Prague, Oct 19 (CTK) – The first half of the Czech centre-left government’s term of office has been quite calm but the upcoming latter half will probably be much “wilder” with the regional and general elections and the following presidential polls drawing nearer, Miroslav Korecky writes in Mlada fronta Dnes (MfD) Monday.
The mainstream parties’ current positions surprisingly do not differ much from the 2013 general election results, Korecky writes, referring to a party popularity poll released by the STEM agency.
The government Social Democrats (CSSD) and ANO have swapped their positions of the popularity leader and runner-up since, and the Dawn movement split into two entities whose preferences together correspond to former Dawn’s, but otherwise the scene remains as fragmented as in late 2013 when seven parties entered the Chamber of Deputies, Korecky writes.
If a general election were held now, the new Chamber of Deputies would be almost identical with the present one, he says.
The traditional parties still fail to pull together and there are not yet any strong political entities on the Czech scene, but only moderately strong and weak ones, Korecky writes.
It is noteworthy, the two main government parties, the CSSD and ANO, still lead the popularity polls halfway through the government’s term, unlike in the past when the main opposition party’s popularity always comfortably exceeded the government’s two years after the general election, Korecky writes.
In addition, the ANO and the CSSD chairmen, Finance Minister Andrej Babis and Prime Minister Bohuslav Sobotka, respectively, are the most popular politicians, Korecky writes.
The opposition practically does not exist now. The share of the people supporting the opposition Communists (KSCM), TOP 09, the Civic Democrats (ODS) and the two successors to the Dawn movement together exceeds one third of the electorate, but these parties have almost nothing in common, which makes the opposition harmless and capable of verbal obstructions only, Korecky writes.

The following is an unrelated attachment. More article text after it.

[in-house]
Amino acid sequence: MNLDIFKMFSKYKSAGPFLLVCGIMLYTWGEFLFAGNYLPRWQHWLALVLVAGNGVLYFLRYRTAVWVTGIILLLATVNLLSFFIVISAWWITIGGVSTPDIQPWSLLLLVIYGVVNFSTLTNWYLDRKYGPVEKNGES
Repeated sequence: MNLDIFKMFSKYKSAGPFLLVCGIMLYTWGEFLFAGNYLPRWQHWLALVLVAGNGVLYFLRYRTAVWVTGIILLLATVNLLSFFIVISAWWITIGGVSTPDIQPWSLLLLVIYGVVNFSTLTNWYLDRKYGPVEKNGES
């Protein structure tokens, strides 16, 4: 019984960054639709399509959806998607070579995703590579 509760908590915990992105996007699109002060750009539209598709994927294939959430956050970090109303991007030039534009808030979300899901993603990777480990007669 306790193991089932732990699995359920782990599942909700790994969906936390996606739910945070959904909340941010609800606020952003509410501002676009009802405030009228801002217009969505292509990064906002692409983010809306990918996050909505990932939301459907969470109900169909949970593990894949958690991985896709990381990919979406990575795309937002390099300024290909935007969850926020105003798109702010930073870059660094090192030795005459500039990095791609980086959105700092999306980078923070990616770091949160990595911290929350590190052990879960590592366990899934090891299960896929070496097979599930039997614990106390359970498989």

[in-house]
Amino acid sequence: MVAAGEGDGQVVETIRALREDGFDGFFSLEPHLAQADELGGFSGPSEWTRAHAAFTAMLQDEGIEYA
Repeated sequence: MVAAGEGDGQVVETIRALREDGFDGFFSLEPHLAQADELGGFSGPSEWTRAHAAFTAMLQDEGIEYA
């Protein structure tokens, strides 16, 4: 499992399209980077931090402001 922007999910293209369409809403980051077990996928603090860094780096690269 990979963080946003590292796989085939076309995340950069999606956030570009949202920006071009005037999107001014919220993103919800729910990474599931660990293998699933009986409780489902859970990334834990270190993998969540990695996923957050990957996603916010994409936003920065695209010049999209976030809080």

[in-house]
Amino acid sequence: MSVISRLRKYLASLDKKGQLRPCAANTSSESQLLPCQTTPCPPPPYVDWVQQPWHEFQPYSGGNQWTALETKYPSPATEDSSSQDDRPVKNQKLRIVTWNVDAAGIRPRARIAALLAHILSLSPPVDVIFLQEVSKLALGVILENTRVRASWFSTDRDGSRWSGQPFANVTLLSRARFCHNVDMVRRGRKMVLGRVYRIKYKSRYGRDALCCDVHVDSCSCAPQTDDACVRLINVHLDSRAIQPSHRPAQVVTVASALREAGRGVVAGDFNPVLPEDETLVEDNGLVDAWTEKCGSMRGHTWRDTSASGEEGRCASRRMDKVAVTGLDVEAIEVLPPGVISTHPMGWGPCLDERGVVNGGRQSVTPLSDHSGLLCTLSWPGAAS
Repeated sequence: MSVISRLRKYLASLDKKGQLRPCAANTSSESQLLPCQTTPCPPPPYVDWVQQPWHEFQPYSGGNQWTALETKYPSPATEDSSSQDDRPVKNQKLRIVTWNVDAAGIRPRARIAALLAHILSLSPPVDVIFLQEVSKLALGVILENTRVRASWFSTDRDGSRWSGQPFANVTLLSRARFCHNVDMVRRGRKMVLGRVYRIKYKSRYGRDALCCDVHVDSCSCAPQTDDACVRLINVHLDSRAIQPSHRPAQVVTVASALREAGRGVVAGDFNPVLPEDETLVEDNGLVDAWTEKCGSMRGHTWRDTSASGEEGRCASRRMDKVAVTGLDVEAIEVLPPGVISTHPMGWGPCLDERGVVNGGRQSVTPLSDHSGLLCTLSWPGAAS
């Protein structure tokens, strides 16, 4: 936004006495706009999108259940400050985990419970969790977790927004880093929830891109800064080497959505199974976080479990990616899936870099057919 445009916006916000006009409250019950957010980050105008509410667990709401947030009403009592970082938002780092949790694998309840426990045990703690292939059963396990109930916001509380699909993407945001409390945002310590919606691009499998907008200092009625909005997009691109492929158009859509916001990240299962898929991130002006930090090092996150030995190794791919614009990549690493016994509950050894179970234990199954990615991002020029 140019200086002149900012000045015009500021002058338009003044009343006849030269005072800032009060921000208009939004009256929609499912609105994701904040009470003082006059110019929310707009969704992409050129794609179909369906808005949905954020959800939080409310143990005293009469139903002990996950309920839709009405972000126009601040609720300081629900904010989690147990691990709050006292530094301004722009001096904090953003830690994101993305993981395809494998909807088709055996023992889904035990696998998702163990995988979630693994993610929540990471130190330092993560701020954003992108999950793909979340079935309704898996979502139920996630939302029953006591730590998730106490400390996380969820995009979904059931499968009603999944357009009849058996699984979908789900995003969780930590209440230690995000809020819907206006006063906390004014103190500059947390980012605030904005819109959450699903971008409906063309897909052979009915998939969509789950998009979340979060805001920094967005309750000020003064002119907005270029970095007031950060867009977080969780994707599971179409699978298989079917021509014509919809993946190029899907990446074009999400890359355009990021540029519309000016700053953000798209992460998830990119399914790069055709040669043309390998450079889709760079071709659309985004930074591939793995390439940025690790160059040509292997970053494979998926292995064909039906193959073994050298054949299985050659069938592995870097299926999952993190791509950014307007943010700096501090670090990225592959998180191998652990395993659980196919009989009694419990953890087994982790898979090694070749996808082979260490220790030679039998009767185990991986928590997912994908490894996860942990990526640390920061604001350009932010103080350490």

By irreconcilably fighting both the left and Babis’s ANO, the ODS and TOP 09 unwittingly indicate that they will remain in opposition after the next polls because they have no partner to govern with, Korecky says.
The performance of the cabinet of the CSSD, ANO and the Christian Democrats (KDU-CSL) has been far from impressive. More of less, it is a caretaker cabinet, hence probably its popularity. Without launching reforms, it tends to scrap the previous ones, it squanders money, creates new offices, and fails to “heal” the state financial management, Korecky writes.
However, the first, calmer period of the government’s term is over now, and turbulences can be expected as from next year when the primaries and the campaign ahead of the autumn regional elections will flare up, Korecky writes.
The outcome of the regional elections next year is rather unpredictable. In the past, government parties were regularly defeated in regional polls, as the voters punished them for unpopular reforms and scandals, Korecky says.
In the current and the preceding four-year terms, most of the 14 self-rule regions have been led by the CSSD governors. The voters may desire a change now, Korecky writes, and mentions the scandals of CSSD regional officials such as David Rath, Jaroslav Palas, Marcel Chladek and most recently Jiri Rozboril.
However, the political spectrum has behaved rather uncommonly in the past two years, which is why the regional polls in October 2016 will not be a classical vote halfway through the parliament’s term but rather a big test ahead of the general election due in October 2017, Korecky writes.
Similarly, the direct presidential poll in January 2018 will not take place halfway through the parliament’s term, as was the case in the past, but a mere three months after the general election, and the two elections and pre-election campaigns will influence each other, Korecky writes.
Incumbent President Milos Zeman says he will announce whether he will seek re-election one year before his mandate expires, i.e. in March 2017. At that time, half a year before the general election and amid the election campaign, political parties will also be choosing their own candidates for president. Simultaneously, however, they will know that it will be Zeman, who will appoint a new prime minister and a new government after the October 2017 general election, Korecky writes.
In view of this, it will be advantageous for parties to get on well with Zeman, he says.
Some may find the first half of the current election term too calm or boring. Now, however, “we are boarding a centrifuge” and wild turbulences should be expected, Korecky adds.